Monday, 30 January 2017

Book of the Month: Americanah (Chimamanda Ngozi Adichie

Ifemelu, the feisty protagonist of Americanah, Chimamanda Ngozi Adichie’s third novel, has views on most things, and, not having been blessed with much in the way of frontal control, Ifemelu does not shy away from airing her views, which, more often than not, amount to acerbic animadversion: be they her dismissal of V.S. Naipaul’s A Bend in the River, which, apparently, is all about the battered self-image of an Indian man, fatally wounded about not being born a European, or the racism—in particular those of the liberals—in America.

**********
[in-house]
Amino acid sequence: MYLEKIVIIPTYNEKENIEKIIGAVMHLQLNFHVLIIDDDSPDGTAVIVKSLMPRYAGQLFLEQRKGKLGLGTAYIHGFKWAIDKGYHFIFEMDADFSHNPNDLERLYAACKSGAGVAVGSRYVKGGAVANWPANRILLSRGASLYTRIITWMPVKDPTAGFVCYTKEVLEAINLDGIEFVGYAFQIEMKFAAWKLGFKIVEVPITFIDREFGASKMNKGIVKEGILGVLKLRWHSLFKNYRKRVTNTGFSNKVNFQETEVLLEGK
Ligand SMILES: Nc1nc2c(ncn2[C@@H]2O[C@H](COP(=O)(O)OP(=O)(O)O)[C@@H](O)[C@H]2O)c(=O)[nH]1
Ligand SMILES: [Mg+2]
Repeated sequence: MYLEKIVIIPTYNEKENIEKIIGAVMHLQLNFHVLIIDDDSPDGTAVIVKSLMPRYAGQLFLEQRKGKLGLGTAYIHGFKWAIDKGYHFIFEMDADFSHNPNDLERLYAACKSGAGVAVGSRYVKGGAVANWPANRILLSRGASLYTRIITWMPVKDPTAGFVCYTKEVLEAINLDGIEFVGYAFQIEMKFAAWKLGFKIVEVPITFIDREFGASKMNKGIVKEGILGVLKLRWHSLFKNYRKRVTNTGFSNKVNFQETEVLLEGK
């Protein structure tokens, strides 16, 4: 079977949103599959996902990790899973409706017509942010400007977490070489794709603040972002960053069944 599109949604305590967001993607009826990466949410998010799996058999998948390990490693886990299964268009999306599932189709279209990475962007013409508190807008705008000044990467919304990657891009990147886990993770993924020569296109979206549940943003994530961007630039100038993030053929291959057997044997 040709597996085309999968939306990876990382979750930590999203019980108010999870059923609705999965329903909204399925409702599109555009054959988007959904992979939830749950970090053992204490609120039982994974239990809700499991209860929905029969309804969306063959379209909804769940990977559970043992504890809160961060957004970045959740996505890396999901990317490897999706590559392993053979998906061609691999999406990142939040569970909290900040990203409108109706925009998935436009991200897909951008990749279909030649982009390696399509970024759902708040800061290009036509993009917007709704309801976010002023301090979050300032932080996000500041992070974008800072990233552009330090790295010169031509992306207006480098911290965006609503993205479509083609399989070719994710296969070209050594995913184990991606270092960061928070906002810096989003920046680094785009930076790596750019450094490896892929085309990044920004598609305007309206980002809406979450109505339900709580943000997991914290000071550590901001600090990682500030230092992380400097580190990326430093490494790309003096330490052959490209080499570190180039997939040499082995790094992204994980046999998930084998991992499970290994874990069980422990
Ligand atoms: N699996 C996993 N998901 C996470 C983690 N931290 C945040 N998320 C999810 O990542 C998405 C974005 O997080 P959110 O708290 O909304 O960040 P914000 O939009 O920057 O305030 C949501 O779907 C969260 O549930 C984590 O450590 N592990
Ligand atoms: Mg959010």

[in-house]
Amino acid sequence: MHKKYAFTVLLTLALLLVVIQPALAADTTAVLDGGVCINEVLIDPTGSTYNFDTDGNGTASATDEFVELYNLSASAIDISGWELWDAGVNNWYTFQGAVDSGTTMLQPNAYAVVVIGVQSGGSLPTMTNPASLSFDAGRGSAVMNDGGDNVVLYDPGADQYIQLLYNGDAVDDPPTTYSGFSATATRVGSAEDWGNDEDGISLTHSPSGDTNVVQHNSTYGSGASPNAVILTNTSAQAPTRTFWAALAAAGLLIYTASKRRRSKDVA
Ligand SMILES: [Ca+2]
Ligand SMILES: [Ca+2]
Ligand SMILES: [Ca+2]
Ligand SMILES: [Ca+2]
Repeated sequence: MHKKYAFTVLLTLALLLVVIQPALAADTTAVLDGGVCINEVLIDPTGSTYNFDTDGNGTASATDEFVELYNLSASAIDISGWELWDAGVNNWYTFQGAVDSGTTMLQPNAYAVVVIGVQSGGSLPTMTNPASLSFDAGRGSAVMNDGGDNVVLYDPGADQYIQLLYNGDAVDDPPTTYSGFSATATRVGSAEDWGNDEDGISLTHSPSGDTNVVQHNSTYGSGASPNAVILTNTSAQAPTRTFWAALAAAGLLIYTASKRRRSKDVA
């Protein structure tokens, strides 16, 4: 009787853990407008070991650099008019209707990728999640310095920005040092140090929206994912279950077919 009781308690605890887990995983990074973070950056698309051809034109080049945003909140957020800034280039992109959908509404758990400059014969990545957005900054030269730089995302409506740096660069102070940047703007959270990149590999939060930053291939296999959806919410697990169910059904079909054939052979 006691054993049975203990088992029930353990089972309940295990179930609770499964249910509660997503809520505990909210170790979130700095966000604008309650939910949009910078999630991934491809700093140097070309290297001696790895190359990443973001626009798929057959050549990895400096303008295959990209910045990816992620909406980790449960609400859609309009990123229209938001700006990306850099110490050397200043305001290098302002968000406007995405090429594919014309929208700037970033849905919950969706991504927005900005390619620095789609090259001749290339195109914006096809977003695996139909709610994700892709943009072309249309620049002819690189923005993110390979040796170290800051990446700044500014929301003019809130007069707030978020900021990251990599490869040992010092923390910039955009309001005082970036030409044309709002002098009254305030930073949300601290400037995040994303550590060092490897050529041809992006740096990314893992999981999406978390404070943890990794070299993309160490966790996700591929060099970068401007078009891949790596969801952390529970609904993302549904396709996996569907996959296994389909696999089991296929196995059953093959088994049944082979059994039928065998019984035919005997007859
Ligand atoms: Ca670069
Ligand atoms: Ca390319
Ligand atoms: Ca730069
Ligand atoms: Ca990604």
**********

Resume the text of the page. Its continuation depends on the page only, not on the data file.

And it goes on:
There are lots of characters in Americanah, but at its centre are Ifemelu and Obinze. Ifemelu and Obinze are childhood sweethearts, both belonging to the educated Nigerian middle-class, Obinze, being the child of a university professor, perhaps a few rungs higher than Ifemelu. Obinze and Ifemelu both want to migrate to America. Why? They are not starving or fleeing war or starvation, as Ifemelu admits at one point. They both are “raised well”. Yet they want to immigrate because they are fleeing “the oppressive lethargy of choicelessness” in Nigeria. Such examples as are given of the lack of choice available to the young and educated protagonists include recurrent strikes in Nigeria and the obligatory corruption scandals (both of which are, of course, unheard of in Europe or America). So Ifemelu and Obinze wish to escape Nigeria and find a haven of satisfaction and fulfilment in America, except that Ifemelu ends up, as planned, in America, while Obinze travels to England. Neither finds the conditions in the countries to which they have immigrated quite up to their satisfaction. Indeed, as their story unfolds—Ifemelu spends many years doing menial jobs as a nanny and au pair; Obinze is a manual labourer. Both do illegal things to make ends meet, Obinze even attempting a sham marriage after his valid visa expires in order to extend his stay in the United Kingdom—you wonder whether the “lethargy of choicelessness” in Nigeria would have been all that worse than the shadowy, humiliating, soul-destroying lives they lead in America and England. Obinze, who is less irritating of the two main protagonists—probably because he does not hold clichéd views about the country to which he has chosen to spend his life in—is caught at the registry office just when he is about to declare his marriage to a woman of Angolan-Portuguese descent, and is deported back to Nigeria. Obinze accepts his fate without protestation. He does not fight the deportation citing human rights abuse; and, upon his return to Nigeria, does that which he could have done without travelling to the United Kingdom to do back-breaking work in a warehouse: he becomes the middle-man of a local big man—a property developer more dodgy than the donor kebab in your local Turkish Takeaway—and becomes filthy rich. He marries a good Nigerian woman who has child-bearing thighs, who goes to the local Church, and responds to Obinze’s every wish as a dictate from the Holy Trinity. What more can a man want? In Obinze’s case, he wants Ifemelu, who, after she went to America, inexplicably (to Obinze) dropped him. Ifemelu, in America, has done somewhat better than Obinze (she does not get deported, for a start): she lands a job with a liberal white family as an au pair (and repays the awkward kindness shown her by her employer by nursing a smouldering resentment); then hooks up with a stinking rich nephew of the mother of the children she is looking after. When the nephew ditches her (because she is unfaithful) Ifemelu gets together with an African-American academic faster than a stripper in Devil’s Advocate gets out of her outfit. All of this leaves Ifemelu with plenty of time and energy to run a blog about race (“Raceteenth or Various Observations about American Blacks”), which is a perfect outlet to give vent to the negative energy—a radioactive fusion of feud and resentment, fostered by Ifemelu’s talent for ferreting out insults and snubs by the whites, when probably none is intended—which Ifemelu possesses in abundance. In this blog—which becomes more popular than that of the woman who wrote Eat Praay and LoveIfemelu writes on topics such as Barak Obama (yawn), her relationship with her white boyfriend (yawn, yawn), the difference between African-American and American-African (honestly, do the majority of the African-Americans or American-Africans care?), and hair of the Africans (rather a lot on this topic: that the majority of African-American (or American-African, for that matter) women do not allow the hair to grow into a natural afro and endure unspeakable miseries and hardship to make them soft and straight, is down to the racism of white folk—don’t ask me how; I didn’t get it either). In the blog, Ifemelu makes profound observations such as she did not realise that she was black in her native Nigeria, and how she fit the description only after she arrived in America (probably because, unlike America, Nigeria is not a multi-racial, multi-cultural society—surely, this would not have escaped Ifemelu’s notice). Finally, Ifemelu, too, returns to Nigeria, where—guess what?—she decides, eventually, to start another blog (an idea that evidently did not occur to her before she went to America and lived illegally). She reignites her relationship with Obinze, who, unsurprisingly and notwithstanding his wife’s child-bearing thighs (perhaps because of them), is still holding out a candle for Ifemelu. As this sprawling novel comes to an end, the reader is reasonably certain that Ifemelu has wrecked Obinze’s marriage.